These will require changes in the existing institutional arrangements and constitutional provisions. A few examples of these changes follow. The size of the parliament needs expansion from 300 to 450 members with at least one-third of the members elected through a proportional representation system which will break the stranglehold of one or two parties engendered by the First-Past-the-Post (FPTP) system and the prevailing majoritarianism. The increase of parliament members will require redistricting of constituencies with a smaller number of voters. Moving to a bicameral system will provide the opportunity to create an additional level of accountability of the ruling party. Until a powerful independent election commission is established which has the trust of the citizens, restoration of some mechanism of non-partisan government in the constitution is essential. Article 70 of the constitution, which has made the parliament members hostage to party leadership and contributes to the dysfunctionality of the parliament should be scrapped or revised. The current arrangements which allow the prime minister to concurrently hold party leadership and the leader of the House, should be discarded. In a similar vein, the balance of power between presidency and the office of prime minister, should be seriously explored. Without the independence of the judiciary, and three constitutional bodies—the Anti-Corruption Commission (ACC), the National Human Rights Commission (NHRC), and the Public Service Commission (PSC)—even the facade of democracy cannot be maintained. This not an exhaustive list of the changes required for an inclusive accountable democracy, but rather some examples to consider for an ideal substantive democracy in Bangladesh.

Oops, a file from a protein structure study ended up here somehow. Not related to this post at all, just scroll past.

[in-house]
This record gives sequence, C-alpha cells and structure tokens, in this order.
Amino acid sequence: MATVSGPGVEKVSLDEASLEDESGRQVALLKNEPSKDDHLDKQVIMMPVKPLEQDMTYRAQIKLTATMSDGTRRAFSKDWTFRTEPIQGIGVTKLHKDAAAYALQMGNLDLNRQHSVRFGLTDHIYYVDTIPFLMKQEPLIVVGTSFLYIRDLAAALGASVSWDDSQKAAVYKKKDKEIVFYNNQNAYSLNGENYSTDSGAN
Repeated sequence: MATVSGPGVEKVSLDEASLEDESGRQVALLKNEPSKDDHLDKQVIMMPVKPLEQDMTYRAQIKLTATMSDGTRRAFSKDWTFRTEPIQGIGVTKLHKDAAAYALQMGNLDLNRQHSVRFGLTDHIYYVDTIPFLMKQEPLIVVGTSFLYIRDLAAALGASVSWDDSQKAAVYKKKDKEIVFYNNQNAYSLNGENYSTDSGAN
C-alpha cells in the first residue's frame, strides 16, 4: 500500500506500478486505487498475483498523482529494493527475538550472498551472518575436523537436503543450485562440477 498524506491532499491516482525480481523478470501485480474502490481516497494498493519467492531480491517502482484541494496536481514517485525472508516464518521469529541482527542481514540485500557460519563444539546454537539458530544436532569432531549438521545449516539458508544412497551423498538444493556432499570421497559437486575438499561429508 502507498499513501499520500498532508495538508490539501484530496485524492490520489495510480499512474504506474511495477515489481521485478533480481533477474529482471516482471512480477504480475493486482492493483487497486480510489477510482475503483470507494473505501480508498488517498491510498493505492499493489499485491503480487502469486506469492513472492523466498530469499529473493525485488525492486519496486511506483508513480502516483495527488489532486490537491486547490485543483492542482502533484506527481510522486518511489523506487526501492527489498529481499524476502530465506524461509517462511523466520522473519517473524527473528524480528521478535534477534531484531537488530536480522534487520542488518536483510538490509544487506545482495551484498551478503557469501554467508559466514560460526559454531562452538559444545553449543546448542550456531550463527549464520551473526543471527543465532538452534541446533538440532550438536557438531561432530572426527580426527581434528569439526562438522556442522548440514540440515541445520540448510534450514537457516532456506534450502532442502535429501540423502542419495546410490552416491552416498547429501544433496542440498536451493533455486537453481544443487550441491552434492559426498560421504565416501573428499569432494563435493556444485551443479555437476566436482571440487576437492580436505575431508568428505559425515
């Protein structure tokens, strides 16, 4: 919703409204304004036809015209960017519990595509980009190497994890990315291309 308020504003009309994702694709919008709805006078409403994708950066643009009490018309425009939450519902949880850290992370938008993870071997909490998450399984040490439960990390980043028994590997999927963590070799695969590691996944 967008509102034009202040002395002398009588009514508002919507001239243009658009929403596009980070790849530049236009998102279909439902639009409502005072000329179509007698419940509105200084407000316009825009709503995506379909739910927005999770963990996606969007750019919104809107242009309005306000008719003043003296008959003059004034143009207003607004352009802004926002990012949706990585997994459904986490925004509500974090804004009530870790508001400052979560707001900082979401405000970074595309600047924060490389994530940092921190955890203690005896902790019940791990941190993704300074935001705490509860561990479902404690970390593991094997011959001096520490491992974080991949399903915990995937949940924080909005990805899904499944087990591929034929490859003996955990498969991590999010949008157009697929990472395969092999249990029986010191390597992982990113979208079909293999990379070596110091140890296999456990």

Ali Riaz is a Distinguished Professor of political science at the Illinois State University, a non-resident Senior Fellow of the Atlantic Council and the President of the American Institute of Bangladesh Studies (AIBS).